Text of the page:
The Photography Exercise: Perceptive
Now this is where the exercise I’m talking about comes into play. I thought about two things for my experiment or restriction for today’s morning of photography. One – see things with a child’s perceptive. Two – not to use the camera’s viewfinder or camera at eye level – period. This where it all comes together. This is the lesson to look downwards onto the pulled out rear screen. Using the display to compose and pan the image into place at just above knee level. So I began to make city images using this method. It certainly not of course a new idea but it’s a good to start for breaking old habits and discovering new ways to approach familiar subjects.
Hofburg, Vienna – Taken with the Fuji X-T1
The Lesson Learned: Not to be notice
So what are the results and what I’ve learned… Firstly well it’s amazing how people don’t take too much notice when someone photographs in this way. Photographing at waistline doesn’t appear to offend anyone or maybe people aren’t aware so much. Could it be that folks are simply not bothered too ? You can see straight way people tend not to change too much. No altering of direction. No reaction by turn their heads or eyes away as they approach. Of course it’s natural when someone, a stranger brings a camera up to their eye to photograph we tend to shy away. Whether it’s our concerns with privacy, personal space or another happy hopeless snapper on the blight of our horizon when we just wished to be left alone. It’s kind of a nuance really.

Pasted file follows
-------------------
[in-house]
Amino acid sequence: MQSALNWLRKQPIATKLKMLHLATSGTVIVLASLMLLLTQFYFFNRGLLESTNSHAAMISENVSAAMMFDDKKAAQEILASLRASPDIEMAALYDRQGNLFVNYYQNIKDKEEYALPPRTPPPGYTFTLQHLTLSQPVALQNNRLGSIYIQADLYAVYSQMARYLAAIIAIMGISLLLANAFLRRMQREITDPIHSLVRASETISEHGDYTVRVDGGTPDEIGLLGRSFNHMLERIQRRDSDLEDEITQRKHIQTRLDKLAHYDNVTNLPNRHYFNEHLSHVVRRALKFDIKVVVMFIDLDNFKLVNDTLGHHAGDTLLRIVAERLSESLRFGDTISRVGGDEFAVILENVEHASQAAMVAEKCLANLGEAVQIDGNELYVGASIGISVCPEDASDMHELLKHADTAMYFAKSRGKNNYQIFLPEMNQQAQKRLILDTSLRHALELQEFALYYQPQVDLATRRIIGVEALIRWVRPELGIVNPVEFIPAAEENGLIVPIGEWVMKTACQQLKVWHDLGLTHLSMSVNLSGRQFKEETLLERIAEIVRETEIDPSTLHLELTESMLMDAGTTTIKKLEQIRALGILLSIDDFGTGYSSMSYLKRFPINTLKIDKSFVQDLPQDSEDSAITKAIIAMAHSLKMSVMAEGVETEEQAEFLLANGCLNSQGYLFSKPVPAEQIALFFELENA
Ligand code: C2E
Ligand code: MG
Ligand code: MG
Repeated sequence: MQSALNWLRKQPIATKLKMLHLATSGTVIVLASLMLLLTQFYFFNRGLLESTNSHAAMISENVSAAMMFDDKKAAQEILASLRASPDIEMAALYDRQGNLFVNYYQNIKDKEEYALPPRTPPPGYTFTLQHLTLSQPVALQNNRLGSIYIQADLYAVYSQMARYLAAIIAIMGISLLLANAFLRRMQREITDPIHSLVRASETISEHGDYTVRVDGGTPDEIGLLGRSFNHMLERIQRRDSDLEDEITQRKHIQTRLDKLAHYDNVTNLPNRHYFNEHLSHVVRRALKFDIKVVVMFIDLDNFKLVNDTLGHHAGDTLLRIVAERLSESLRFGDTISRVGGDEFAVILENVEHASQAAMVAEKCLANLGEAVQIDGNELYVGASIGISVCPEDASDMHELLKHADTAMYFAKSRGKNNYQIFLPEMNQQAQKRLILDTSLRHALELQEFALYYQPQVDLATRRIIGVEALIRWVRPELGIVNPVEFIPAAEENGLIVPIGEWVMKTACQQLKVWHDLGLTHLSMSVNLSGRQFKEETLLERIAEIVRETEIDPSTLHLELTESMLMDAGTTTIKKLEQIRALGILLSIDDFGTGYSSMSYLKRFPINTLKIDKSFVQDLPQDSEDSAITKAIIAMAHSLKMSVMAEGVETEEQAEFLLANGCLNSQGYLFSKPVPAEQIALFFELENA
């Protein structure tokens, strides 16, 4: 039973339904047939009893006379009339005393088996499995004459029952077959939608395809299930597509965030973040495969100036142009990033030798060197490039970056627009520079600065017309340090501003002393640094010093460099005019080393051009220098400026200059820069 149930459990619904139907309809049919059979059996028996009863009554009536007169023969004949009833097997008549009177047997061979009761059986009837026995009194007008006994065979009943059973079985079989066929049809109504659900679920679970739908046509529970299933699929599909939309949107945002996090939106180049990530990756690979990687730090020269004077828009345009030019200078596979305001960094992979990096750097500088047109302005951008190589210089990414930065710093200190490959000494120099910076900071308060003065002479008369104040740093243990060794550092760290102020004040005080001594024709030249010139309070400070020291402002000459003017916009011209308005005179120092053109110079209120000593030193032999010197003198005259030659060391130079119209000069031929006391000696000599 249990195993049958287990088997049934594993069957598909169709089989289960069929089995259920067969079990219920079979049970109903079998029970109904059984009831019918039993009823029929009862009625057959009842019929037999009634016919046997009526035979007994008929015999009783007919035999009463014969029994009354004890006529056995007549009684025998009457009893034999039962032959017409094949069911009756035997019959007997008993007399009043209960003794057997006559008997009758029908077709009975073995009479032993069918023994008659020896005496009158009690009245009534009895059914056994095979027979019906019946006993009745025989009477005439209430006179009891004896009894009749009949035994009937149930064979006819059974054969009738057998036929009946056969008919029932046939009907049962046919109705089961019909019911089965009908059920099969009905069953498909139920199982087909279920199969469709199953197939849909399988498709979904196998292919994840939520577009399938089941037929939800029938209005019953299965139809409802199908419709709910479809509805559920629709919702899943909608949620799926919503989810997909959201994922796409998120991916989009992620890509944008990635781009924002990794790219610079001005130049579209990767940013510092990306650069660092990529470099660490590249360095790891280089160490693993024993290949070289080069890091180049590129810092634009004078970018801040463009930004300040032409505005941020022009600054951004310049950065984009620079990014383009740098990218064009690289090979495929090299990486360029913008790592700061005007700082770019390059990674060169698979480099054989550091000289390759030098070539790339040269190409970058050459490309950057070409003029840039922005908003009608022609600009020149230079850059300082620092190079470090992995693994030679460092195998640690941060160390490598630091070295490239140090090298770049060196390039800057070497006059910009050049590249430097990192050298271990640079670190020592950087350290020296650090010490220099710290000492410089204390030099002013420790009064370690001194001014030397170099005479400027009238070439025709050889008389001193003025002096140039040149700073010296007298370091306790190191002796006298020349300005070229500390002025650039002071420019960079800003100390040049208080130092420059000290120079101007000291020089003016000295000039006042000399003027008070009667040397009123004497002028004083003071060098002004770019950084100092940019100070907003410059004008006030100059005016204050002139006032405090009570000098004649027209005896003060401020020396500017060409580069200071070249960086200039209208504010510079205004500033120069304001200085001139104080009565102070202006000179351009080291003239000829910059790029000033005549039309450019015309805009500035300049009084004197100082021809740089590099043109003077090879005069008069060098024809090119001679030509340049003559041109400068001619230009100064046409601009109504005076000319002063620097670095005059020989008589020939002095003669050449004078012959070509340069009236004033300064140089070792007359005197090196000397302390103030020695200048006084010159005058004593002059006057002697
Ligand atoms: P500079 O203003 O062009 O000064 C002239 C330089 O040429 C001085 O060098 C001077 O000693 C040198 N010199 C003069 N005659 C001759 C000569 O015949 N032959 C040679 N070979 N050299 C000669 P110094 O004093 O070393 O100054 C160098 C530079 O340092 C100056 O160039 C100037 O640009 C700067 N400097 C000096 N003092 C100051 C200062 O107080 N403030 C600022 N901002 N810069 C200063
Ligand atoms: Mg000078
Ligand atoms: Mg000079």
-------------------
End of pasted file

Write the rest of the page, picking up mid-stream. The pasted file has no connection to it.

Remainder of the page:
Bons Bons on Schottengasse – Taken with the Fuji X-T1 ISO 200 ƒ/4 35mm (50mm Equiv.)
Shopfront images of Vienna
Once I had found my way, it seemed a series of shopfronts were developing into a mini-project. Hence of course this blog post! I love to follow the light as it divides across buildings and their facades.
Tip: Follow the light! and wait for your model!
Schoegl Feinkostat Margaretenstraße 84 – Taken with the Fuji X-T1 ISO 200 ƒ/4 35mm (50mm Equiv.)
Bistro Budapest on Pilgramgasse – Taken with the Fuji X-T1 ISO 200 ƒ/4 35mm (50mm Equiv.)
Kebaperia Vienna – Taken with the Fuji X-T1 ISO 200 ƒ/4 35mm (50mm Equiv.)
Vespas and dress shop – Taken with the Fuji X-T1
Side Kebap – Taken with the Fuji X-T1
Bookworm bookshop, Vienna – Taken with the Fuji X-T1
Famous sight of Vienna
Using this method of waist level photography makes touristy images, I believe more interesting and exciting to the viewer.
Schule Elmayer, Vienna Taken with the Fuji X-T1
Vienna Taken with the Fuji X-T1
Beethoven stairs – Vienna Taken with the Fuji X-T1 (Probably not taken at waist level but sometimes you break your own rules…)
Onwards to the Nahmarkt of Vienna…
On this bright and heavenly blue sky day traders laid out their wares on old tables. While others with less lay theirs out on old blankets draped on the ground. Such things featured: brass objects, grandiose pictures in gold regal frames, boxes of spoons, old Russian cameras with odd coupling lens, Valve type radios, dogged postcards from a time lost, Selections of spanners, bits of wrought iron, table lamps short and tall, Schlager folk records of the 70’s to the 80’s, Nice classical box sets of records, even statues too… all in all a right curiousity!
After a brief ramble and dodging bargain hunters shoulders as they glazed at stall and not fully in controll of the direction they are walking in. I escaped. Escaped to rent yet another bike to venture around the 5th. A district of Vienna which I believe if I’m not wrong in this, is the home to ‘little China town’, bohemian cafes and all sorts of pop shops.
Nahmarkt, Vienna – Taken with the Fuji X-T1
Nahmarkt, Vienna – Taken with the Fuji X-T1
Wienzeile / Vienna canal – Taken with the Fuji X-T1
I do hope you enjoyed the post please feel free to leave a comment and let me know what you think or if you’ve any suggestions. 🙂